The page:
"If this new policy is executed I believe the Chinese companies will be able to set up new facilities along the coast areas rather than inland," Ms Pan said.

"We have to be sure this policy will be executed so we have to wait and see what will happen."

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20/11/2014 5:28:55 AM

Supply and Demand, lets hope as a producer demand outpaces supply and prices increase to a sustainable level. I suspect we may be on the cusp of the end of the two major supermarkets in Aus dominating the end game. Bring it on !!
20/11/2014 6:21:43 AM

Coles CEO, John Durkan, is full of it. Any rise at the farm gate for produce is a tiny percentage of the retail price of food. Take bread. In a $5 loaf on Coles' shelves, the farm gate cost of the main ingredient, wheat, is about 10 - 12 cents. In a $3 bottle of milk, the farm gate cost of the milk as between 30 and 50 cents. Meat sold at Coles for about $30/kg costs about $2.50/kg at the farm gate. The consumers already add about 20 times the cost of the raw material in what they charge via their labour component within input and supply chain costs of all goods and services in Aust.
Ga Warrender
20/11/2014 11:18:34 AM

Australian farmers receive only 10% of the sale price of their produce - the other 90% goes to middlemen, specifically the supermarkets. The farmgate price has to rise to keep farmers in business & if Coles wants to keep its customers happy all it has to do is take less profit. Of course this will not please those "investors" who buy supermarket shares & who profit from the low prices paid to the people who produce the food.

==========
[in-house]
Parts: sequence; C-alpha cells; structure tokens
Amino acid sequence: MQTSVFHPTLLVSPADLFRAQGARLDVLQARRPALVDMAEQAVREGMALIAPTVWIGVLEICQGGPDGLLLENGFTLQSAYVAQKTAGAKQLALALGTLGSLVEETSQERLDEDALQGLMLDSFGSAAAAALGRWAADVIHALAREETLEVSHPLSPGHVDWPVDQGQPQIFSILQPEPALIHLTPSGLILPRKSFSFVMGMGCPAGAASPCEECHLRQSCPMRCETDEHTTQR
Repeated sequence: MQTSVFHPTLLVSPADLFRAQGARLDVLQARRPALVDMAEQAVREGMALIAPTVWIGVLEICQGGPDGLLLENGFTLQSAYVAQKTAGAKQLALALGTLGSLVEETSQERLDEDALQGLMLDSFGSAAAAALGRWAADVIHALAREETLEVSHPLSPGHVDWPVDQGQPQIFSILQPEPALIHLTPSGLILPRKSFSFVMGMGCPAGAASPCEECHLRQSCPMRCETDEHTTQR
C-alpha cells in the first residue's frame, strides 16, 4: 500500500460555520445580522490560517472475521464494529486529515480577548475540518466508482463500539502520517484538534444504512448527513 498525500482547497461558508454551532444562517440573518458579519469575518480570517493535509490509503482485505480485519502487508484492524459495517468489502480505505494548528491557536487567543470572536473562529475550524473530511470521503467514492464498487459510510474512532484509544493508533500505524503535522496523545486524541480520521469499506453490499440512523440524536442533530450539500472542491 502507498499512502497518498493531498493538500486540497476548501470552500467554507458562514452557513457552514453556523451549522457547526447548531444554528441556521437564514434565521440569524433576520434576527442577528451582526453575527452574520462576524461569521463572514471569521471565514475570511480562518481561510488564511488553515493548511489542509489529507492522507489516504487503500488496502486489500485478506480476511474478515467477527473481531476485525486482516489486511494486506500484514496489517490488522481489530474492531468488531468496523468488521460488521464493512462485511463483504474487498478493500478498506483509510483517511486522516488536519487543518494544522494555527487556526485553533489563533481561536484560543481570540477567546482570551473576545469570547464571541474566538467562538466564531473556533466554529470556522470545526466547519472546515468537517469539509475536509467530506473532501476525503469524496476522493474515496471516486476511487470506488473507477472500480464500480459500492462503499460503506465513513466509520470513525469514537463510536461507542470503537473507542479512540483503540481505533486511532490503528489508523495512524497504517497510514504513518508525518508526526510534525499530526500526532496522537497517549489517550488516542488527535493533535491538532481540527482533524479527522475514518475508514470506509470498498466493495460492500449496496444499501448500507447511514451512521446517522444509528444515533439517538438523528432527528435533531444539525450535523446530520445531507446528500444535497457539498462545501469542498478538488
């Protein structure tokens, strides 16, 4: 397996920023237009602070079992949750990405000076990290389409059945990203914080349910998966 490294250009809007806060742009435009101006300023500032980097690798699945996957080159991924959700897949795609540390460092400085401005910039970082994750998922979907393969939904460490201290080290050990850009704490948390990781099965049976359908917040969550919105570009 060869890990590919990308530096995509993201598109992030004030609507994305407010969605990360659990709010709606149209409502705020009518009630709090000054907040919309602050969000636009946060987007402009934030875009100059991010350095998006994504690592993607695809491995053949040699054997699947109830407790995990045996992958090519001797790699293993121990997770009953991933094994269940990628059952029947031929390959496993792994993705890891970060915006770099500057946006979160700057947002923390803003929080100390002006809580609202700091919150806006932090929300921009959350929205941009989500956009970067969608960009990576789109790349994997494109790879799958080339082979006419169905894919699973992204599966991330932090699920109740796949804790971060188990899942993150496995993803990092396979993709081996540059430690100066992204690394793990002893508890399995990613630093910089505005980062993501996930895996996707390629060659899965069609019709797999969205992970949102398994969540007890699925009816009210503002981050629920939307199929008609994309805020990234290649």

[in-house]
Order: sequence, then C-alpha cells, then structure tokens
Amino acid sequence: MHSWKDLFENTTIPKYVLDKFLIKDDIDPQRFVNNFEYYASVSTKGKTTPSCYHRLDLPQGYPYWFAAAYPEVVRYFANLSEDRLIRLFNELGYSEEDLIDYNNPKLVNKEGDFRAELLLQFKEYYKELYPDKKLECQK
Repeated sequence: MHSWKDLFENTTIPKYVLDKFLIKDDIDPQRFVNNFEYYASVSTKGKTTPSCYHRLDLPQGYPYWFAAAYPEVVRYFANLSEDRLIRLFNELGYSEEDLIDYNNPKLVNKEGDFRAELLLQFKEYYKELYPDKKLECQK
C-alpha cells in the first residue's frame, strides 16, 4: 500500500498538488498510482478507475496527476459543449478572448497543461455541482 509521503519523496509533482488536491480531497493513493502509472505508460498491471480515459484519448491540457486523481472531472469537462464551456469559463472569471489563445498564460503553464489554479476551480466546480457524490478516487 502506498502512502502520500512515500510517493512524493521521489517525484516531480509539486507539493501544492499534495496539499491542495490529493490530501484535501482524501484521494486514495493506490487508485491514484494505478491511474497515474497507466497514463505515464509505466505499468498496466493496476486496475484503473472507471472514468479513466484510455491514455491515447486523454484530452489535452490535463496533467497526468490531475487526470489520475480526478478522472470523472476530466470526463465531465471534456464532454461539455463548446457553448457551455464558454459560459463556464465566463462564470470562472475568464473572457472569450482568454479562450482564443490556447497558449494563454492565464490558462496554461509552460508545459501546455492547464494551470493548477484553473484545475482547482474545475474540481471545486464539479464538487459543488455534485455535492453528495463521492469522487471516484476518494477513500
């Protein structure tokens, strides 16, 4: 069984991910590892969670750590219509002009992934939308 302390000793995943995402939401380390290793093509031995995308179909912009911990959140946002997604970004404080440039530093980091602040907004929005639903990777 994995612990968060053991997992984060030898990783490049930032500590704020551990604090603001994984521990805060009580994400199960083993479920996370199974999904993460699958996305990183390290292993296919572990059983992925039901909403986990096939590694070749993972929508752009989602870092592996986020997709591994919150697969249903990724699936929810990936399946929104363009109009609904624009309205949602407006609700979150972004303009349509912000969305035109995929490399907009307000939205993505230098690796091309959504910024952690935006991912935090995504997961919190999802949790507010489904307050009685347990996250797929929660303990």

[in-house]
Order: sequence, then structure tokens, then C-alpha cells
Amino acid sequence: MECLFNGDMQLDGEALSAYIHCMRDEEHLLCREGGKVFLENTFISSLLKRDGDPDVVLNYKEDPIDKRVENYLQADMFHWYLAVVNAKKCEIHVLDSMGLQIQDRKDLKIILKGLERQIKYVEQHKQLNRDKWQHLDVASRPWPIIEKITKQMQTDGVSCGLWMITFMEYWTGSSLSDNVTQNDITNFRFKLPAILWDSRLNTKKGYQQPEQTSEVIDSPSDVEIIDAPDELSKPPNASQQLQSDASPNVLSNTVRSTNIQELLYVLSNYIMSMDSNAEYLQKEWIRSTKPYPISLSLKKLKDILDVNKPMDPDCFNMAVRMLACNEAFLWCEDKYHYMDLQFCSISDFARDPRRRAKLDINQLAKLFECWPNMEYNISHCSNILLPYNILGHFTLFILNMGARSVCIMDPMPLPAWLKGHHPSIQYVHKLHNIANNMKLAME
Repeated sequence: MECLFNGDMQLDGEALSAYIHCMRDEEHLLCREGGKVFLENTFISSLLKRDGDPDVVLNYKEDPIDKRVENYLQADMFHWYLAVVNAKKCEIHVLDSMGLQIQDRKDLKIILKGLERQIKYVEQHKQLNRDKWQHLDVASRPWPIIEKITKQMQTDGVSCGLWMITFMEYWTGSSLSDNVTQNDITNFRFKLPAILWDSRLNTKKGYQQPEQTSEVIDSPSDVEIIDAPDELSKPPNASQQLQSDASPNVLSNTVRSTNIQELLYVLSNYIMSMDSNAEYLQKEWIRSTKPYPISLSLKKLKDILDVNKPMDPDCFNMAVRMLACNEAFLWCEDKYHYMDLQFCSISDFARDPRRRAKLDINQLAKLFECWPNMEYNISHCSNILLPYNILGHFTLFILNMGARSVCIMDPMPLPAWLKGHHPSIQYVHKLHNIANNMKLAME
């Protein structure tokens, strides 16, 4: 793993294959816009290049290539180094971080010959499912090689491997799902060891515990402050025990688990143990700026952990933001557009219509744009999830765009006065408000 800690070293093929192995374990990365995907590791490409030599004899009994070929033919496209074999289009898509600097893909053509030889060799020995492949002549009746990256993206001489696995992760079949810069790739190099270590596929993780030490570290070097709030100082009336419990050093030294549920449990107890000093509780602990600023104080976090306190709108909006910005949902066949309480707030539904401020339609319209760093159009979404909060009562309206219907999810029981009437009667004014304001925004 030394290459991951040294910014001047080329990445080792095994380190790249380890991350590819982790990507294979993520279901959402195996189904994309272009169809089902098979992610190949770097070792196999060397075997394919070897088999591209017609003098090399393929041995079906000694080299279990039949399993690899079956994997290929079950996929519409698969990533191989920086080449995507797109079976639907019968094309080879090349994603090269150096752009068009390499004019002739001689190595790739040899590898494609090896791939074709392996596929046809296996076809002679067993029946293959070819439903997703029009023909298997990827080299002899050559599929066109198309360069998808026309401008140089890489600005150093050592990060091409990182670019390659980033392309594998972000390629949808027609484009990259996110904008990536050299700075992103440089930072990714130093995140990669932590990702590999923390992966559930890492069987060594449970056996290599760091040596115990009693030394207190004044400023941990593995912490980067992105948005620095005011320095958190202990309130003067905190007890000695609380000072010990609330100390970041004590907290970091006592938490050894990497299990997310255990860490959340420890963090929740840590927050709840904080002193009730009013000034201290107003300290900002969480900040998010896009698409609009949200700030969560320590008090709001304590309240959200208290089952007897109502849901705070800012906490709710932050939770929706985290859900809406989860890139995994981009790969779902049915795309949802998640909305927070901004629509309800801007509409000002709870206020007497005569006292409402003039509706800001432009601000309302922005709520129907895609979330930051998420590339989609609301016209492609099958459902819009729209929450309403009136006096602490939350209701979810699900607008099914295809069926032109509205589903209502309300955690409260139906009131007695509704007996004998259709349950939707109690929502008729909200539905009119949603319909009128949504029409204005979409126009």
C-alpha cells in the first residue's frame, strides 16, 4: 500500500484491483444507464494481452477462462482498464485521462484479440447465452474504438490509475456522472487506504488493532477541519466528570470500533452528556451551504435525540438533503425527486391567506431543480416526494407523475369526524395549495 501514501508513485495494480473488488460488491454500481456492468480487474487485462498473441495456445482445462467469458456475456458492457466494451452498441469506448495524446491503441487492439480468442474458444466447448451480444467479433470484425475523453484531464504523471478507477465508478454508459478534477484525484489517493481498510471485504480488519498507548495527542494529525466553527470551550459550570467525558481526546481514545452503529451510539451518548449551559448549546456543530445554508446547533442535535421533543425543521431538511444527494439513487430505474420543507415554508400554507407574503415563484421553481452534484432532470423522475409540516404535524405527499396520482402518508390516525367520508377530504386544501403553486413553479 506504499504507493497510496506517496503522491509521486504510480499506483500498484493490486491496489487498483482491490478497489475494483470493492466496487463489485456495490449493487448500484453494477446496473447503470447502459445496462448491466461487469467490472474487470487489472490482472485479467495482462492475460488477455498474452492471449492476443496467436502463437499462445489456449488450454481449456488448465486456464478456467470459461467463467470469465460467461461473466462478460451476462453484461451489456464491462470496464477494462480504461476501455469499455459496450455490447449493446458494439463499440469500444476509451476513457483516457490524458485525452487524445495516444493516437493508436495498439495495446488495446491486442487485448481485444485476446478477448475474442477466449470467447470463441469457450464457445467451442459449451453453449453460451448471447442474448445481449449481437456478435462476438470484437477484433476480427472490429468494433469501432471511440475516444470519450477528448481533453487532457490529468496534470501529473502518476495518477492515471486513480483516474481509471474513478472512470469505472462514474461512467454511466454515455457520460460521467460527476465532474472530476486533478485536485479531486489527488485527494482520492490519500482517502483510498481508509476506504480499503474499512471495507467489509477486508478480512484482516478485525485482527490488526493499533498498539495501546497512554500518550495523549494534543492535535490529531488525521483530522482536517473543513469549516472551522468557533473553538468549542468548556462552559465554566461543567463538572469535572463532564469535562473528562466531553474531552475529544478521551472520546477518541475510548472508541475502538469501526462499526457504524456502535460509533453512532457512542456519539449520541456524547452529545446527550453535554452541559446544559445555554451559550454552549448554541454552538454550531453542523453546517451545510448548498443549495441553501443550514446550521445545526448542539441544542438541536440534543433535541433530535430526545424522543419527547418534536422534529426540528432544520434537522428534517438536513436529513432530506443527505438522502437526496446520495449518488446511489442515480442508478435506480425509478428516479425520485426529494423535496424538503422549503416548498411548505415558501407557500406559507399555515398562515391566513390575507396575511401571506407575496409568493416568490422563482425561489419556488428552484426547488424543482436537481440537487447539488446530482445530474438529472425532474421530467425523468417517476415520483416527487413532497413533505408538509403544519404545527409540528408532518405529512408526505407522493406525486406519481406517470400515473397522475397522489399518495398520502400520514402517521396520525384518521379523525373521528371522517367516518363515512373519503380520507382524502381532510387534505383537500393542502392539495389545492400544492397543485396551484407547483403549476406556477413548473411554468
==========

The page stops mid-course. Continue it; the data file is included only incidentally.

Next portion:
21/11/2014 11:02:34 AM

Interesting that the mega Corporations like Coles, so vigorously fight for free and open markets and yet when it looks like others in the market are about to get some benefit out of that same system, they squeal like little babies. Bring on the benefits of any new deals with Chinese customers for our primary produce. If grains, meat, dairy and wool all jump in price by 10-20% it would still be a drop in the ocean impact on retail prices. It certainly would not match the compounded annual increase in off farm costs & incomes over the last 50 years.
21/11/2014 5:04:06 PM

Fixing cost of a product must be consider on the basis of farmers and consumers welfare not for supermarkets.
22/11/2014 3:08:51 AM

To LTF and Ga Warrender and Cmt. You are so right. O cant believe the arrogant stupidity of Coles to attack a) Free Trade and b) Farmers in this way. I am getting rid of all my Wesfarmers shares as a matter of principle on this one.
23/11/2014 9:46:31 AM

party is over for you and your bunch, durkan. its the farmers turn to dictate price and screw you over with no remorse.
Bushie Bill
25/11/2014 8:02:48 AM

This argument is as relevant to reality as the debate about how many angels can dance on the head of a pin. You hillbillies are so easily distracted.
Jock Munro
27/11/2014 4:58:54 AM

Once again Bushie: thank you for your encouraging words.
Bushie Bill
27/11/2014 2:00:43 PM

Jock, you sure are a slow learner!